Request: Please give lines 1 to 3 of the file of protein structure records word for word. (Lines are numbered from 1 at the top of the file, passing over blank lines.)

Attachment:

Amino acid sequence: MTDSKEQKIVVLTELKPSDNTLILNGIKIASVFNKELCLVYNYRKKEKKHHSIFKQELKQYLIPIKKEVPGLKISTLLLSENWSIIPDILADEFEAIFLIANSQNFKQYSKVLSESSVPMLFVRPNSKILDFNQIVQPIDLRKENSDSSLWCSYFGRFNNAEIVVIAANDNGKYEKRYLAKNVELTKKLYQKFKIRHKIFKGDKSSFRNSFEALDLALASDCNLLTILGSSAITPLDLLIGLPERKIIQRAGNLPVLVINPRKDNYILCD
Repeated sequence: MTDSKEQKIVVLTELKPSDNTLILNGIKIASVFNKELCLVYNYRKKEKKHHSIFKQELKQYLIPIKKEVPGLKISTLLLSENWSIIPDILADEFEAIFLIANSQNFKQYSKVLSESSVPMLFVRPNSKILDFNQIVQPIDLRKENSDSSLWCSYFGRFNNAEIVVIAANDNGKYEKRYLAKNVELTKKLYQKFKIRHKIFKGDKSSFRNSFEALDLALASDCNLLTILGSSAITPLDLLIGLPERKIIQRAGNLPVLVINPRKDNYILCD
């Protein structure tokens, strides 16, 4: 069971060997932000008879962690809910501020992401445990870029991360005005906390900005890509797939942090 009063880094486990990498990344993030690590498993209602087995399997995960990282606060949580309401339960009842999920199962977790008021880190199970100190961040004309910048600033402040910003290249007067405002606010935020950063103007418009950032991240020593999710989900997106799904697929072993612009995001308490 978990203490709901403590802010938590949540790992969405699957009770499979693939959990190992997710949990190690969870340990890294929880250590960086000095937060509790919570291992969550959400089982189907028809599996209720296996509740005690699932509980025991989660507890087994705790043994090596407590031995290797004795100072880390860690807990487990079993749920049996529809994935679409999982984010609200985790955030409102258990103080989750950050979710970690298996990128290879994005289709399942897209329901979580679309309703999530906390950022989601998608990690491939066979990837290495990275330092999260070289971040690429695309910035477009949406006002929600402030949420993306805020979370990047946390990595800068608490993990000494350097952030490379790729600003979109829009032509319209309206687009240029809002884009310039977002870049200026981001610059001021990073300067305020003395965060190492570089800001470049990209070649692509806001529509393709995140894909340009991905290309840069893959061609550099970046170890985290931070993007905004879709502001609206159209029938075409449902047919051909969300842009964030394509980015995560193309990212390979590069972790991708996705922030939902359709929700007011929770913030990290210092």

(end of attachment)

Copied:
Amino acid sequence: MTDSKEQKIVVLTELKPSDNTLILNGIKIASVFNKELCLVYNYRKKEKKHHSIFKQELKQYLIPIKKEVPGLKISTLLLSENWSIIPDILADEFEAIFLIANSQNFKQYSKVLSESSVPMLFVRPNSKILDFNQIVQPIDLRKENSDSSLWCSYFGRFNNAEIVVIAANDNGKYEKRYLAKNVELTKKLYQKFKIRHKIFKGDKSSFRNSFEALDLALASDCNLLTILGSSAITPLDLLIGLPERKIIQRAGNLPVLVINPRKDNYILCD
Repeated sequence: MTDSKEQKIVVLTELKPSDNTLILNGIKIASVFNKELCLVYNYRKKEKKHHSIFKQELKQYLIPIKKEVPGLKISTLLLSENWSIIPDILADEFEAIFLIANSQNFKQYSKVLSESSVPMLFVRPNSKILDFNQIVQPIDLRKENSDSSLWCSYFGRFNNAEIVVIAANDNGKYEKRYLAKNVELTKKLYQKFKIRHKIFKGDKSSFRNSFEALDLALASDCNLLTILGSSAITPLDLLIGLPERKIIQRAGNLPVLVINPRKDNYILCD
């Protein structure tokens, strides 16, 4: 069971060997932000008879962690809910501020992401445990870029991360005005906390900005890509797939942090 009063880094486990990498990344993030690590498993209602087995399997995960990282606060949580309401339960009842999920199962977790008021880190199970100190961040004309910048600033402040910003290249007067405002606010935020950063103007418009950032991240020593999710989900997106799904697929072993612009995001308490 978990203490709901403590802010938590949540790992969405699957009770499979693939959990190992997710949990190690969870340990890294929880250590960086000095937060509790919570291992969550959400089982189907028809599996209720296996509740005690699932509980025991989660507890087994705790043994090596407590031995290797004795100072880390860690807990487990079993749920049996529809994935679409999982984010609200985790955030409102258990103080989750950050979710970690298996990128290879994005289709399942897209329901979580679309309703999530906390950022989601998608990690491939066979990837290495990275330092999260070289971040690429695309910035477009949406006002929600402030949420993306805020979370990047946390990595800068608490993990000494350097952030490379790729600003979109829009032509319209309206687009240029809002884009310039977002870049200026981001610059001021990073300067305020003395965060190492570089800001470049990209070649692509806001529509393709995140894909340009991905290309840069893959061609550099970046170890985290931070993007905004879709502001609206159209029938075409449902047919051909969300842009964030394509980015995560193309990212390979590069972790991708996705922030939902359709929700007011929770913030990290210092």